We’ve been using CouchDB for a couple of years now, starting with pcapr. Couch was still at version 0.8 when we first started using it since then it has come a long way. And so have we. We are actively using Couch both in the cloud (pcapr and Test Cloud) as well in our product. With the last release of Mu Studio, we can now daisy chain any number of appliances to generate truly elastic scale. All the engines are coordinated through the master which is running Couch and we use it to map/reduce massive amounts of statistics collected by the scale engines.
Having said that, the following are tips and various notes on squeezing out all the performance out of Couch. This is not just configuration settings on Couch, but more like an end to end set of tweaks. Do leave a comment if you have more suggestions.
While Couch is all about JSON docs, it’s still important to think through who owns these docs and who updates them. Think about concurrency. Many people trying to do many people things. If they are all modifying the same document at the same time, you are going to get lots of conflicts with everyone stepping on everyone else’s toes. It’s a lot easier to avoid conflicts and get your document saved without a lot of fuss.
In general though, try to model your documents that allow you to save and update them without conflicting with each other. And yeah, don’t start a flame war on a mailing list. Life’s short.
I’ve seen this in a number of situations. The following map function should strip you off your MacBook and have you use a remote dumb terminal:
If you didn’t know about include_docs, it’s time to read up on it. Each view (as long as it’s not reduced) knows which document emitted it. This means that when you query the view, you can always add include_docs=true to the query parameters and get back the doc that emitted the key, value pair. Including the entire doc in the emit adds up precious view index space and is really redundant anyways.
CouchRest and RestClient
Accept: application/json Accept-Encoding: gzip, deflate
You definitely don’t need those for basic Couch RESTful calls. Simplest way to get around this of course, is to monkey patch these like so:
The :content_type header is really only required for PUT’s and POST’s and needs some reworking of the CouchRest gem to pull this off. While you might say oh, yeah, whatever, if you are running on EC2 paying for precious bandwidth these extra bytes (60/request) for each Couch-request add up pretty quickly over a million requests.
Pitfalls of CouchRest#update_doc
CouchRest needs lots of love in the update_doc method. Why? Because it takes the doc._id as the argument and does a full fetch of the document, updates it locally and tries to save it. While this is nice and clean, when you know you have the latest doc._rev, all you want to do is just save it to the DB. Read up on Conflicting Thoughts above to know what your program does. If you've organized your docs to minimize conflicts, then CouchRest's update_doc adds additional fetches of the document while all the time you already had the latest revision. I have a more optimistic implementation on pcapr. In other words, we assume that the revision at hand was already the latest and nobody's changed it yet. So the updates look like this:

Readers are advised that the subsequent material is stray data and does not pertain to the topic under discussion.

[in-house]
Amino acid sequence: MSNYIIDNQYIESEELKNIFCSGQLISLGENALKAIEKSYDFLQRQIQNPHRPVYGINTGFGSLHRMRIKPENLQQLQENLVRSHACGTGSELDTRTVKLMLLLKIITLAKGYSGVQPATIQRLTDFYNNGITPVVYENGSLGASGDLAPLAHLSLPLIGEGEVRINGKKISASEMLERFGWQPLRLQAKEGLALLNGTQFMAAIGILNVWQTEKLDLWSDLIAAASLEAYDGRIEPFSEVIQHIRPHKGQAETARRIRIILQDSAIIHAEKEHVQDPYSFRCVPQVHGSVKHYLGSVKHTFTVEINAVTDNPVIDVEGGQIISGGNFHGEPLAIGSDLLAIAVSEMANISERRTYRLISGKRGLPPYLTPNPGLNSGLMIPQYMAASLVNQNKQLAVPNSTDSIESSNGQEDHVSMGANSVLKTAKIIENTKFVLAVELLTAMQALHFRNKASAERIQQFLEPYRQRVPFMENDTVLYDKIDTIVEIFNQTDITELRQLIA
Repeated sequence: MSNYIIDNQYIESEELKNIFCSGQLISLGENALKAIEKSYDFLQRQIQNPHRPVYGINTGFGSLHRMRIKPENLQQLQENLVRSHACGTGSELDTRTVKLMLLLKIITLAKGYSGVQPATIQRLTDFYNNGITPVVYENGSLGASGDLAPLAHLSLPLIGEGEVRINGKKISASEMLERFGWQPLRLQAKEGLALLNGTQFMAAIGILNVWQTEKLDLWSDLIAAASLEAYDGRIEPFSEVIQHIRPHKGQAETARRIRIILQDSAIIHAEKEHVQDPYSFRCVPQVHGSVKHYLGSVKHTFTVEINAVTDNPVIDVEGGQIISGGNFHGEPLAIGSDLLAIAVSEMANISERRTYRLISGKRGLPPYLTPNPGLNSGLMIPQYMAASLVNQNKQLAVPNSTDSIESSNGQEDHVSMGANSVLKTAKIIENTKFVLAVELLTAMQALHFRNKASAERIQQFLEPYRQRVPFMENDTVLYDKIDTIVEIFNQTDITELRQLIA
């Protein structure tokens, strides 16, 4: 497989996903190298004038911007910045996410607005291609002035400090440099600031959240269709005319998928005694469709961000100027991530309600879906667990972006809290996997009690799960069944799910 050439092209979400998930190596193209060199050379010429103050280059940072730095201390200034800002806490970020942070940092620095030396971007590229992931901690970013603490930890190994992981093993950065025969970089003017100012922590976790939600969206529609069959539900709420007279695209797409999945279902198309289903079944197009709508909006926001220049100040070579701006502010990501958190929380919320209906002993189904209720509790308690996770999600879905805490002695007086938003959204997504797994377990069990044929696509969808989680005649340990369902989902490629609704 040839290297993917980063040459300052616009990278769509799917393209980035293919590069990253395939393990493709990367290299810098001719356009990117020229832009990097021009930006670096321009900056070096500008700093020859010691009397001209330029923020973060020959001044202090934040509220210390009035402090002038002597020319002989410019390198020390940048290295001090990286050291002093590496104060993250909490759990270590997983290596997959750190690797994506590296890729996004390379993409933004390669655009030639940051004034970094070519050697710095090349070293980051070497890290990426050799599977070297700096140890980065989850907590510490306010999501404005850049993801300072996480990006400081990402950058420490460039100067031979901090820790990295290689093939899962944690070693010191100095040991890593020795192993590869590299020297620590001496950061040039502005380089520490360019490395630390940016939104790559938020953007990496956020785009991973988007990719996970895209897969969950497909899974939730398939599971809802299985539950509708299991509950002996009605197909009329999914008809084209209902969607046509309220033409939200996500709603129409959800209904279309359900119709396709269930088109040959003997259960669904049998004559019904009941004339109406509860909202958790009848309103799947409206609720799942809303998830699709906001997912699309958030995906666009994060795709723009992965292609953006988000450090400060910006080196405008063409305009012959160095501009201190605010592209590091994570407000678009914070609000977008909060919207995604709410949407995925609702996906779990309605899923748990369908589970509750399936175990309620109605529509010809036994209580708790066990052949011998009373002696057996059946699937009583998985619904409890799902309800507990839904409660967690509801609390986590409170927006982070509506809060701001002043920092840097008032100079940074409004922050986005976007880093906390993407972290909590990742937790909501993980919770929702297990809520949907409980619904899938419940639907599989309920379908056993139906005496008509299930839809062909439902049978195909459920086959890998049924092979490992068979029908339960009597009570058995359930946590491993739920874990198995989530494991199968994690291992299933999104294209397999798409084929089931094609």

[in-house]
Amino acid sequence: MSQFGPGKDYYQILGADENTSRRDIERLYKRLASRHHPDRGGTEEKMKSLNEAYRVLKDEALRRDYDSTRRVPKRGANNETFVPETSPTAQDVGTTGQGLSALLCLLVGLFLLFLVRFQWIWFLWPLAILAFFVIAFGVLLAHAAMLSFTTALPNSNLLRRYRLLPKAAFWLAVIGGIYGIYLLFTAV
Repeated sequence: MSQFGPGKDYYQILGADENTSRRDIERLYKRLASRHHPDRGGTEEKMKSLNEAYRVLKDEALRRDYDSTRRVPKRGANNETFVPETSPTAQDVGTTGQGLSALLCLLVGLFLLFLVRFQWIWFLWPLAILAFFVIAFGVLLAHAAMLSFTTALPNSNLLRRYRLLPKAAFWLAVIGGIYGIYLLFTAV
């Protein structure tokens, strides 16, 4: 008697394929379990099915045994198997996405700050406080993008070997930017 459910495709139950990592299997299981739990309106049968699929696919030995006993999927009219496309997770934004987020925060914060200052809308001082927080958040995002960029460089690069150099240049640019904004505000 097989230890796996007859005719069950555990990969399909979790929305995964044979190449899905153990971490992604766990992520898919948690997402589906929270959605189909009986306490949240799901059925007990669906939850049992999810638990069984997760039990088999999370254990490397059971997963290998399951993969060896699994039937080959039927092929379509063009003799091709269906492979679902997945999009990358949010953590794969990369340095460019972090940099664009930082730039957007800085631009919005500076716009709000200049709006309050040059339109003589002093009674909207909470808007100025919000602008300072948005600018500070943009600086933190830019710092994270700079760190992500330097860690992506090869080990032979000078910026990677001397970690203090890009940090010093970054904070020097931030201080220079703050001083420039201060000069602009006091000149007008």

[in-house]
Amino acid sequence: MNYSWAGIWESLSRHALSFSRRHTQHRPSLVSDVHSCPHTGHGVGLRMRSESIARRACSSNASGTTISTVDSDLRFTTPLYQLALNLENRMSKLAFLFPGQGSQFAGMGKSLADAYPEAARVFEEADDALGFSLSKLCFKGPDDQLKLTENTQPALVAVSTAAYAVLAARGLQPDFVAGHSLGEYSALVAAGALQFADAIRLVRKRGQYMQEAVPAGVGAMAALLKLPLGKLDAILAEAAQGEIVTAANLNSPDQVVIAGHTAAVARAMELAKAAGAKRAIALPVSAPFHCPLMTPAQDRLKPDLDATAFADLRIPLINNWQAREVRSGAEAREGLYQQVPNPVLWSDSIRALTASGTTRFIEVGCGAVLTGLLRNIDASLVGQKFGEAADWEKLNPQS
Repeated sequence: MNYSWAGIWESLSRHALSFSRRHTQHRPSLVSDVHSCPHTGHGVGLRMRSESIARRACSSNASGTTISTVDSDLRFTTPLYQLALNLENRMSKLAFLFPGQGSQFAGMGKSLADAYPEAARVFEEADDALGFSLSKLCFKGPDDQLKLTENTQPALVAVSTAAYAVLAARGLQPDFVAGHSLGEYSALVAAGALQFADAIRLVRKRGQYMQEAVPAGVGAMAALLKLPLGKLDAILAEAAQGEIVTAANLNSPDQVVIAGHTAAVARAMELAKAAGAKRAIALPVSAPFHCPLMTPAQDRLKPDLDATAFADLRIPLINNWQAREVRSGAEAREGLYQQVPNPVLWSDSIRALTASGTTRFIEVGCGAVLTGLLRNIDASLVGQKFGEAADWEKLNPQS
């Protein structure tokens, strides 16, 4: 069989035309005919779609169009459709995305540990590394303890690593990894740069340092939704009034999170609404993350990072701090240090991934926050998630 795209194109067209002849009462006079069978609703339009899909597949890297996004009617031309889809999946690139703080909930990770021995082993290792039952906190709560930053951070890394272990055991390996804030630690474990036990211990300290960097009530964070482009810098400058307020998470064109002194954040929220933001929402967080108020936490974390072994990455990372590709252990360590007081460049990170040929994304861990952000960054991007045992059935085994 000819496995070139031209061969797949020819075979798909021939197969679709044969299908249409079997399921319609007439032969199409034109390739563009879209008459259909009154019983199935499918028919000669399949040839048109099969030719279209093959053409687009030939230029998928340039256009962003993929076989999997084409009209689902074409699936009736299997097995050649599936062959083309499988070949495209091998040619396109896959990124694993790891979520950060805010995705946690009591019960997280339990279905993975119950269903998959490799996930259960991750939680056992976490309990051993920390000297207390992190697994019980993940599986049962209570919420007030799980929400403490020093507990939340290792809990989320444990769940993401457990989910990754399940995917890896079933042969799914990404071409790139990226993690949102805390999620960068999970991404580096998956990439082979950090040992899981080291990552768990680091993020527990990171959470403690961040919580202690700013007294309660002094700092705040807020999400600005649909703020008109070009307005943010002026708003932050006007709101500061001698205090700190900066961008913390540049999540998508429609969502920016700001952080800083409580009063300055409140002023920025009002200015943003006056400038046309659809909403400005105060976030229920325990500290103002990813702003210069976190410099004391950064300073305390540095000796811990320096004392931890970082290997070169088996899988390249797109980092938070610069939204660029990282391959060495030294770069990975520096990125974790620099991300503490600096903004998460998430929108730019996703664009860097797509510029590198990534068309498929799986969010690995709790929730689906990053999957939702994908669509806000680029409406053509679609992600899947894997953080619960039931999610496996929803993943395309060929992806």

Bulk delete's using a view
Much has been said about using _bulk_docs for insert performance. But if you are also deleting lots of documents in a write-heavy database, don't delete them one at a time. Here's a simple tip to use the results of a view and use them to bulk delete a bunch of documents without fetching the docs first.
Reducing the number of reduce's
When you first start with Couch, there's a strong inclination to reduce your way through everything. Stop. Think. Relax. Imagine of a queue of sorts and all you really want to know is how many elements are in the queue. For situations like this, you might be tempted to do something like this:
And you query with:
While this works just fine, there's a simpler way to cut CPU cycles and not have the view server be part of the picture. Remove the reduce in the above view and query this way:
Couch will use happily give you back a doc that looks like this:
See the total_rows? That's all you need to get at the queue size.
Symbols, JSON and Ruby
Face it, dealing with JSON in Ruby is kinda sore to the eyes. You end up with code that looks like this to get at the attributes within a document:
CouchRest doesn't do this currently, but turns out JSON.parse takes some extra options to symbolize the names when deserializing JSON strings.
JSON.parse string, :symbolize_names => true
What this means is you now start using symbols to peek into docs which has a number of benefits. One, the code looks a lot cleaner (and less to type) and secondly because symbols are interned strings, you don't incur the overhead of object creation and get into GC hell within Ruby.
Statistics and Lies
Oh, one last thing. Couch internally collects all sorts of statistics that you can get at with the following query:
Watching these in production is super beneficial and really tells you how your system is performing and where things can be tweaked.